The European Commission approved on Tuesday the mechanism designed by Spain and Portugal to stop the rise in electricity prices under the protection of the so-called Iberian exceptionality. Given that the factor behind much of this increase is the high price of gas —exacerbated after the Russian invasion of Ukraine—, the proposal presented by Minister Teresa Ribera and her Portuguese counterpart, Duarte Cordeiro, involves untying the price from both. Specifically, it consists of limiting the price offered by the plants that use this fossil fuel (or coal), which will significantly reduce the market price during the hours that these are the marginal plants.
In the economic sphere, the most visible effect of the measure will be on inflation. In March, the CPI stood at 9.8% pushed by the rise in the price of oil, gas and electricity. The latter contributed almost half of the increase with 4.5 percentage points. Taking into account the almost perfect relationship between the price of the megawatt hour (MWh) and its contribution to inflation, electricity would contribute around 0.7 points to the index in May, almost four points less than in March. If we add to this the lower contribution of fuels after the discount of 20 cents per liter approved by the Government, half of inflation could be erased almost with a stroke of the pen in the coming months.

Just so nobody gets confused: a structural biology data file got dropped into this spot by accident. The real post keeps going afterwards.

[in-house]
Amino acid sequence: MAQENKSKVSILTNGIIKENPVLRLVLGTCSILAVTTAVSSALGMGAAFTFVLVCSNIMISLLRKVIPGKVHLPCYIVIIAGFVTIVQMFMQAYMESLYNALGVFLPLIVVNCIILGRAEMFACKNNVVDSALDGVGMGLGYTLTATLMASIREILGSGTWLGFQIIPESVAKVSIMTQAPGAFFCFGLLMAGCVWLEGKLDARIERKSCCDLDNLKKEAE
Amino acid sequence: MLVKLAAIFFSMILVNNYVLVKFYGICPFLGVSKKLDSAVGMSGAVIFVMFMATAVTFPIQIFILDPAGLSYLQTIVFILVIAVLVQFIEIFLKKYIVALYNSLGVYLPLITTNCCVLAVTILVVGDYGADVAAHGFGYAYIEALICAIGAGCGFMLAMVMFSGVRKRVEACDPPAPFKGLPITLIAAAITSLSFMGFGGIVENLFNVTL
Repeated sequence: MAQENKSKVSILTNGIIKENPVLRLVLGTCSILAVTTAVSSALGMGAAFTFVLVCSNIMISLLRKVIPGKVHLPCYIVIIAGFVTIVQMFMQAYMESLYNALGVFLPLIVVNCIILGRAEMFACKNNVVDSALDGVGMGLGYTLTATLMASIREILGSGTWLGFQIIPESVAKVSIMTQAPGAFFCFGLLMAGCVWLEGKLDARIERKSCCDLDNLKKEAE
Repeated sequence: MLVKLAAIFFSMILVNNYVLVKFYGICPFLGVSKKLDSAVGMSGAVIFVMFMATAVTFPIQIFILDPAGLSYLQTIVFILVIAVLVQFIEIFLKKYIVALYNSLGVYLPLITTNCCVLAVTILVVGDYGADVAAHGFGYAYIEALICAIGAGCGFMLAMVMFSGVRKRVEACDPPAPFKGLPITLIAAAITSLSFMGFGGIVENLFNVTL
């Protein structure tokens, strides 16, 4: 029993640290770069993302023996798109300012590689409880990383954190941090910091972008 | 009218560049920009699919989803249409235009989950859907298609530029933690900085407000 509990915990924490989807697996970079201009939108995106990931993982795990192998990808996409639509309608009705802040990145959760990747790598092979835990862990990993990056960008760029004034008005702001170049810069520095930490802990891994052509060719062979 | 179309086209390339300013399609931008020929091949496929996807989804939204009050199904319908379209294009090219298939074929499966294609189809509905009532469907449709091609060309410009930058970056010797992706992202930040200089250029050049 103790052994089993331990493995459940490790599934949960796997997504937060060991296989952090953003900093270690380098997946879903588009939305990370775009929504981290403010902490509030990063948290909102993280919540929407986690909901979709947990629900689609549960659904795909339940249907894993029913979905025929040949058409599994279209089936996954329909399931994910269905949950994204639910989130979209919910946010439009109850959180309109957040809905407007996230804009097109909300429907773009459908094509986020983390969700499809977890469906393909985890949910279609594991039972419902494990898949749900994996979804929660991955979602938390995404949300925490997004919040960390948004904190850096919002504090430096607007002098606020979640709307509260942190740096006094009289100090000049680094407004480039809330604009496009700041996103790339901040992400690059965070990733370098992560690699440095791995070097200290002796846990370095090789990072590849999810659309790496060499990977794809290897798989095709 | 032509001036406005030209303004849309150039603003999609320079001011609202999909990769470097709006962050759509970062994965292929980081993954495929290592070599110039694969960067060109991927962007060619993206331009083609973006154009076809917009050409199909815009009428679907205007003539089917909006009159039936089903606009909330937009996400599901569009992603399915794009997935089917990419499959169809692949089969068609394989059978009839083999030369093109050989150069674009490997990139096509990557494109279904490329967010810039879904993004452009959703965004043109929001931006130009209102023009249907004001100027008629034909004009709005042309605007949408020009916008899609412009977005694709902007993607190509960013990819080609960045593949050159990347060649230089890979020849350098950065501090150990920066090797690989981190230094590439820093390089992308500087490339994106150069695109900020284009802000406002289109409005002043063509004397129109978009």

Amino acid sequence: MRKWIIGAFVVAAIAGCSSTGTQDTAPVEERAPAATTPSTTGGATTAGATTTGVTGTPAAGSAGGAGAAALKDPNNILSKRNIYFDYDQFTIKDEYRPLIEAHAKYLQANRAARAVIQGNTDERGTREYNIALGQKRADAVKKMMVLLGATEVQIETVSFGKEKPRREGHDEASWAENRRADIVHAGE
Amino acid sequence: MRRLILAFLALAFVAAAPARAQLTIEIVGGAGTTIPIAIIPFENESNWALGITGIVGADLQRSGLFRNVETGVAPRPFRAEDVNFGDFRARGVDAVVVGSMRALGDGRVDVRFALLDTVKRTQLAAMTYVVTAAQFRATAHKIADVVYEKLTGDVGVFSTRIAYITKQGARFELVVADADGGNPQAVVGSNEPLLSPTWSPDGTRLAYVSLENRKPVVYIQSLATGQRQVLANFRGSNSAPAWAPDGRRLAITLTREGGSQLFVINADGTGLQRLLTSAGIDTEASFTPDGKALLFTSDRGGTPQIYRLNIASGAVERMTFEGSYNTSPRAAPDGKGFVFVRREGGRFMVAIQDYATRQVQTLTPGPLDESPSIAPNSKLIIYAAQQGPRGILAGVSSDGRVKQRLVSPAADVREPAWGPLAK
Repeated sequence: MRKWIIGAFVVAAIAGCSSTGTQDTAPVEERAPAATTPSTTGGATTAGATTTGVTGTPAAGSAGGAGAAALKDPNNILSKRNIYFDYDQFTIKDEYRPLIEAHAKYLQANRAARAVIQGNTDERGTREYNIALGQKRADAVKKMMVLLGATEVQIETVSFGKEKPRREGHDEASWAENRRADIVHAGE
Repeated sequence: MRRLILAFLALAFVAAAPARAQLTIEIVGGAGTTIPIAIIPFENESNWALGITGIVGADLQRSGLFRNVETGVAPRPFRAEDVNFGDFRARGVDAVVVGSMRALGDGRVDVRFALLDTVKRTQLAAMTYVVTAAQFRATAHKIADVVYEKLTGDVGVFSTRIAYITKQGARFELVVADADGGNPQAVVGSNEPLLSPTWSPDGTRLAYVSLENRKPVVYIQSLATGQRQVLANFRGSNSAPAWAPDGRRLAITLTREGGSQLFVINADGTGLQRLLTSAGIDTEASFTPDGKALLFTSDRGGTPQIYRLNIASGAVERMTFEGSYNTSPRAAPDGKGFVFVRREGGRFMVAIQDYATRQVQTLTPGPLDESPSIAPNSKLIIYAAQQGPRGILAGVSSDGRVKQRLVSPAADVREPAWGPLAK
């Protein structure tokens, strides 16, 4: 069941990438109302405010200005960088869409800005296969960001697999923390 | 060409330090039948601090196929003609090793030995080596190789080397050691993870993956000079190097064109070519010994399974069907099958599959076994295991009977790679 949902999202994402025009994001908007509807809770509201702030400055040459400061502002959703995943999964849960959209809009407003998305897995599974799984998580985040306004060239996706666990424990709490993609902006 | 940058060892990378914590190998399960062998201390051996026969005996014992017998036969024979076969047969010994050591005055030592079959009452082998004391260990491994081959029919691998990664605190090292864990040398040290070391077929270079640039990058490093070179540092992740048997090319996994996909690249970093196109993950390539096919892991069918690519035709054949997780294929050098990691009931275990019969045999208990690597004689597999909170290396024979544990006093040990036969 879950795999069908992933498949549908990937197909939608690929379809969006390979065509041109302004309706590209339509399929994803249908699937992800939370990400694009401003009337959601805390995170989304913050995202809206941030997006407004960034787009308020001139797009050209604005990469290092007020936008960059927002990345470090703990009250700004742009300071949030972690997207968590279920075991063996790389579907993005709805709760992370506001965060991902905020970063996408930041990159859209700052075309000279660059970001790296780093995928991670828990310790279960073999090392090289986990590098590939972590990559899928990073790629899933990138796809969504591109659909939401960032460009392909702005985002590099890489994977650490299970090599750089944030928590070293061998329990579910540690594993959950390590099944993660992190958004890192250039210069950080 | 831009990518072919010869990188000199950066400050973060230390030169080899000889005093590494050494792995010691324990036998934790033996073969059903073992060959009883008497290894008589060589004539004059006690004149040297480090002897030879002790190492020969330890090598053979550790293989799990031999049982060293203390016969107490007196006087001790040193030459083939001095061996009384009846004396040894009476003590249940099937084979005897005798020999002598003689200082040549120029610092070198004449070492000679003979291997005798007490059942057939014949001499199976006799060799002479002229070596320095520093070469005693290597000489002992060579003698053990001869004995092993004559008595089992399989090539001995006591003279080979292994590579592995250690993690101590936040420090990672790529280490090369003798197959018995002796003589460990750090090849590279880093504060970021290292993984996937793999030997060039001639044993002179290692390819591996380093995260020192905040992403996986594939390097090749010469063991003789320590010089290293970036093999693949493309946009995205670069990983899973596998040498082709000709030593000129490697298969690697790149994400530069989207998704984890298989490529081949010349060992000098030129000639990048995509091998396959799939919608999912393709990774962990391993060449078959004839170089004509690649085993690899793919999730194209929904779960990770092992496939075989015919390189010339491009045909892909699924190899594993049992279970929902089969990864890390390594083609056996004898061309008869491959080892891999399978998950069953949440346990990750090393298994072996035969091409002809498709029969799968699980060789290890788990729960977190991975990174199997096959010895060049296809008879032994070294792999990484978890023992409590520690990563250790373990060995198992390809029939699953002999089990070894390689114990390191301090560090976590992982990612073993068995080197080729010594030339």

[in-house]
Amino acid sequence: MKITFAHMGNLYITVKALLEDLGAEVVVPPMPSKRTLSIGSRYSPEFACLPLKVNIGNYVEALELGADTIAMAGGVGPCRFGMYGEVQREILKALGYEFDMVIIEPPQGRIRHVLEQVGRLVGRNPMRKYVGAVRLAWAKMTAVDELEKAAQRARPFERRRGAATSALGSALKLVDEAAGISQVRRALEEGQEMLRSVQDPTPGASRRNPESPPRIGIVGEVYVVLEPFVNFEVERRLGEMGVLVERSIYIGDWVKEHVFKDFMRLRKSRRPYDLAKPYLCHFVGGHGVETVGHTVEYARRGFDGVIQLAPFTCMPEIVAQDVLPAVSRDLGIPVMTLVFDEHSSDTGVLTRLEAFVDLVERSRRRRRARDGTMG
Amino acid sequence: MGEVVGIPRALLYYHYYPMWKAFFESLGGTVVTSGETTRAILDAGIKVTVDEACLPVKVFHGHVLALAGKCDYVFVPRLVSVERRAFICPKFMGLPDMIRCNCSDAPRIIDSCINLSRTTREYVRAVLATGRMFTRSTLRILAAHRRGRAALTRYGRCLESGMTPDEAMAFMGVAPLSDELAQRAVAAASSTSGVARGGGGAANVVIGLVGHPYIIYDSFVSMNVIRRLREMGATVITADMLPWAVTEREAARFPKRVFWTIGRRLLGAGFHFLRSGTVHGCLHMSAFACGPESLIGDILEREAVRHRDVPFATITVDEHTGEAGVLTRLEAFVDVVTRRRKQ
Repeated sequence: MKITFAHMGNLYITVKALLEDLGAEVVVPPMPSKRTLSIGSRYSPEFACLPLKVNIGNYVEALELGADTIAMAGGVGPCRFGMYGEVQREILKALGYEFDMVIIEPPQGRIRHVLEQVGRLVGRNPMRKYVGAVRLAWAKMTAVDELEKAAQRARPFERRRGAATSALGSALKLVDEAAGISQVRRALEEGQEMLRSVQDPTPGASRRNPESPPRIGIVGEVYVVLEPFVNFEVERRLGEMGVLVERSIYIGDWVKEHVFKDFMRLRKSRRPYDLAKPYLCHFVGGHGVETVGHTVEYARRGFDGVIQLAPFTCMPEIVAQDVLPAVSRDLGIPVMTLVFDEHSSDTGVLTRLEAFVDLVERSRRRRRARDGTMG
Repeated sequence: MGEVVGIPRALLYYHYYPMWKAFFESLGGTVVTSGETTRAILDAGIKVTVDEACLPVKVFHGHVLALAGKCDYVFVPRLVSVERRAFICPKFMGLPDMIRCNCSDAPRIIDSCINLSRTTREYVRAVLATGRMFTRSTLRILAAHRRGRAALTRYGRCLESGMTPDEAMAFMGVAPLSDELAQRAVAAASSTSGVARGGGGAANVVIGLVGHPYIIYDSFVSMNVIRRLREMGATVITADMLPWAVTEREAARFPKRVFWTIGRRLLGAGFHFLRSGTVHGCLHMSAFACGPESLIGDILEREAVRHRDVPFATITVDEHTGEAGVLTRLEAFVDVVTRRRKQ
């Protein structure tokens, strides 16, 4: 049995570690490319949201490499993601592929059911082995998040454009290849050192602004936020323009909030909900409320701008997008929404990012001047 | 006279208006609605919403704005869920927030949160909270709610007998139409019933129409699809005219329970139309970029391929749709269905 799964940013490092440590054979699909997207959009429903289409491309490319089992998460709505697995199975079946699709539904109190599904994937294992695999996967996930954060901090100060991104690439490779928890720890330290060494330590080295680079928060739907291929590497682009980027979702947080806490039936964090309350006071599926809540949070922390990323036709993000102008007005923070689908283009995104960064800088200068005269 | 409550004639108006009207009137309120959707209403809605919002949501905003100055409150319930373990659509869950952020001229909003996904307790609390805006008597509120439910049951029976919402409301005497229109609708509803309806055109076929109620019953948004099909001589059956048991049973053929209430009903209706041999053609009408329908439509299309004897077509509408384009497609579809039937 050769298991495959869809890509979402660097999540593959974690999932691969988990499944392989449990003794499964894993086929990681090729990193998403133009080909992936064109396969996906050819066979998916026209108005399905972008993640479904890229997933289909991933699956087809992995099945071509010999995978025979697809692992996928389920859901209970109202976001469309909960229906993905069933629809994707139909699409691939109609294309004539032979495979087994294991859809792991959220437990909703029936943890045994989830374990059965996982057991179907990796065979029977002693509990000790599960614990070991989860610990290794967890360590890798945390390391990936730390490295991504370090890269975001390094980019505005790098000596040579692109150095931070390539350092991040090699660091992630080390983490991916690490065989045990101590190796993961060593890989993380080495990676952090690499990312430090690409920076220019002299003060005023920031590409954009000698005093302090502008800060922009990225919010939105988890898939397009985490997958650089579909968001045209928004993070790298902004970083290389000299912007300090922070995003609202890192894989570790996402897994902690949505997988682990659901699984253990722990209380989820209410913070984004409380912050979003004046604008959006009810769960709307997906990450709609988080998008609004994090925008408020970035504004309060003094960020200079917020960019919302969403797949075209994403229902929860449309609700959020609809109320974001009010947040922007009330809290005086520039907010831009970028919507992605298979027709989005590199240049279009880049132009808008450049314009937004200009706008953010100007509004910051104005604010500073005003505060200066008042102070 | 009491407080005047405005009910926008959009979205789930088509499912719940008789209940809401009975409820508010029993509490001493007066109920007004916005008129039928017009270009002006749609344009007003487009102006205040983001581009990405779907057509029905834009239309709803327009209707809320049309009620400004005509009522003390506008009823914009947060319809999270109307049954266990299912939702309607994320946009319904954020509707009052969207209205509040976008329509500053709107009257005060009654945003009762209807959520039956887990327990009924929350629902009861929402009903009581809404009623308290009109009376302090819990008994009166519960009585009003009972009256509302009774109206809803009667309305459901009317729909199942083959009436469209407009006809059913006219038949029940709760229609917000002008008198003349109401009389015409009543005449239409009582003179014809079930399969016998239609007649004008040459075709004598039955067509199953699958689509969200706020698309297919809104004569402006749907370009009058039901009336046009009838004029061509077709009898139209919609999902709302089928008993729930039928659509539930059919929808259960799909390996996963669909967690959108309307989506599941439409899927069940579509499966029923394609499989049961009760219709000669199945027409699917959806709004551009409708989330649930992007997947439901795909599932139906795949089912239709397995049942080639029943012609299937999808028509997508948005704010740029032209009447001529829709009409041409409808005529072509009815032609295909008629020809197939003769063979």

Given that, among other things, pensions are updated with the CPI, the impact of the proposal on public coffers is more than considerable. At the social level, the importance of the agreement lies in the fact that 40% of residential consumers —among them the most vulnerable, as it is a requirement to access the electricity social bond— are covered by the regulated rate (PVPC) that reflects the prices of the wholesale market. Despite the fact that the Government has extended the discount on the social bond, it is likely that the rise in prices in recent months has erased the reduction, leaving it without effect. In this way, the general drop in prices resulting from the implementation of the mechanism will help to alleviate the impact on the population.
However, the mechanism also presents a risk of decoupling between the long-term decarbonization objectives and those of reducing the aggregate and redistributive impact of short-term energy price increases. In a context of opportunity for policy change such as the current one, that the direction taken has focused on damaging the price signal, the main instrument for advancing in the ecological transition, is not the most recommendable thing to do. It would therefore be necessary to advance in more sustainable modifications with the transition process while considering an increase or modification of national policies aimed at cushioning the impact on the most vulnerable.
Natalia Collado She is an expert in regulated markets at the Center for Economic Policies EsadeEcPol.
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